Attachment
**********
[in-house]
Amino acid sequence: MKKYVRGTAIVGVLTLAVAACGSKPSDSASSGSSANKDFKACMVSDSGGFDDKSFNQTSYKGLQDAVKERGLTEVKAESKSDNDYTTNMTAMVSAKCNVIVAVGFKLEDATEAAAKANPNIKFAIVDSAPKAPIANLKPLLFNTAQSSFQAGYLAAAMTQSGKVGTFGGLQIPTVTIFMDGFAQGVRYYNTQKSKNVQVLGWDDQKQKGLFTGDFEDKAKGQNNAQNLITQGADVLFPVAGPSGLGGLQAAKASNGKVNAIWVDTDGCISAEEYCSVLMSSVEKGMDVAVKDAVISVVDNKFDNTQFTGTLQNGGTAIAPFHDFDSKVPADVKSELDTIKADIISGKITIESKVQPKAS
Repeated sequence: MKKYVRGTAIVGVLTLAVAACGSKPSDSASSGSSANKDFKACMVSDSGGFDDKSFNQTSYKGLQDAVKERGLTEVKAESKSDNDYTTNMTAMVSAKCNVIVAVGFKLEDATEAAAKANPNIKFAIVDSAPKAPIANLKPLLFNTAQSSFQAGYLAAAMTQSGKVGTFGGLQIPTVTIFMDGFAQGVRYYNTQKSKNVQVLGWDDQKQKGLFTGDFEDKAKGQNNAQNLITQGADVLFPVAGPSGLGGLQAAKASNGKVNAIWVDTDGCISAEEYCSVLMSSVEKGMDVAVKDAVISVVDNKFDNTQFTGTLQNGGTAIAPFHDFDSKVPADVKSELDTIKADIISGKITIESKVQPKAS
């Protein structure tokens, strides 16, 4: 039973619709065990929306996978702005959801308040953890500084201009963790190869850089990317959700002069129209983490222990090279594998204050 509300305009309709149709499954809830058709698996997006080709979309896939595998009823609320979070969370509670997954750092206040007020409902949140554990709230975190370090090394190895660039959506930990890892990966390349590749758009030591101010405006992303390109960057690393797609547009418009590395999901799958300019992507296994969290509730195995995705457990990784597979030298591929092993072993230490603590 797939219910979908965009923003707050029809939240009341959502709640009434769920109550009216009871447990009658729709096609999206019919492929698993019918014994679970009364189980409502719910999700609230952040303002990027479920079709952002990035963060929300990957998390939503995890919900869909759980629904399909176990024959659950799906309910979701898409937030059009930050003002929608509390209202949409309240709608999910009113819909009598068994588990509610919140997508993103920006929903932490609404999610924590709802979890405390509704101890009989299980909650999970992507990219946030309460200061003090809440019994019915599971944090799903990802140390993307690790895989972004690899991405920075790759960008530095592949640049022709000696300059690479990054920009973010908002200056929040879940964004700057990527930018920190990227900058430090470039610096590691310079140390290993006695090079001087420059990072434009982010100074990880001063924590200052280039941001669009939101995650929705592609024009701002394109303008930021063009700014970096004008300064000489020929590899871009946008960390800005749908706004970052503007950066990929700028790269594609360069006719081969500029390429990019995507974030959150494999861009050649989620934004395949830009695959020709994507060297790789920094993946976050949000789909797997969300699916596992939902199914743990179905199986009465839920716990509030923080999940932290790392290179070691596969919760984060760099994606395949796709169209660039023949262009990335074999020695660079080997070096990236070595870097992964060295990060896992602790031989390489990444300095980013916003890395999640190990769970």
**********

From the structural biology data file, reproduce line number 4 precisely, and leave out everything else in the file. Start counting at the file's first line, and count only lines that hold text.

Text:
């Protein structure tokens, strides 16, 4: 039973619709065990929306996978702005959801308040953890500084201009963790190869850089990317959700002069129209983490222990090279594998204050 509300305009309709149709499954809830058709698996997006080709979309896939595998009823609320979070969370509670997954750092206040007020409902949140554990709230975190370090090394190895660039959506930990890892990966390349590749758009030591101010405006992303390109960057690393797609547009418009590395999901799958300019992507296994969290509730195995995705457990990784597979030298591929092993072993230490603590 797939219910979908965009923003707050029809939240009341959502709640009434769920109550009216009871447990009658729709096609999206019919492929698993019918014994679970009364189980409502719910999700609230952040303002990027479920079709952002990035963060929300990957998390939503995890919900869909759980629904399909176990024959659950799906309910979701898409937030059009930050003002929608509390209202949409309240709608999910009113819909009598068994588990509610919140997508993103920006929903932490609404999610924590709802979890405390509704101890009989299980909650999970992507990219946030309460200061003090809440019994019915599971944090799903990802140390993307690790895989972004690899991405920075790759960008530095592949640049022709000696300059690479990054920009973010908002200056929040879940964004700057990527930018920190990227900058430090470039610096590691310079140390290993006695090079001087420059990072434009982010100074990880001063924590200052280039941001669009939101995650929705592609024009701002394109303008930021063009700014970096004008300064000489020929590899871009946008960390800005749908706004970052503007950066990929700028790269594609360069006719081969500029390429990019995507974030959150494999861009050649989620934004395949830009695959020709994507060297790789920094993946976050949000789909797997969300699916596992939902199914743990179905199986009465839920716990509030923080999940932290790392290179070691596969919760984060760099994606395949796709169209660039023949262009990335074999020695660079080997070096990236070595870097992964060295990060896992602790031989390489990444300095980013916003890395999640190990769970």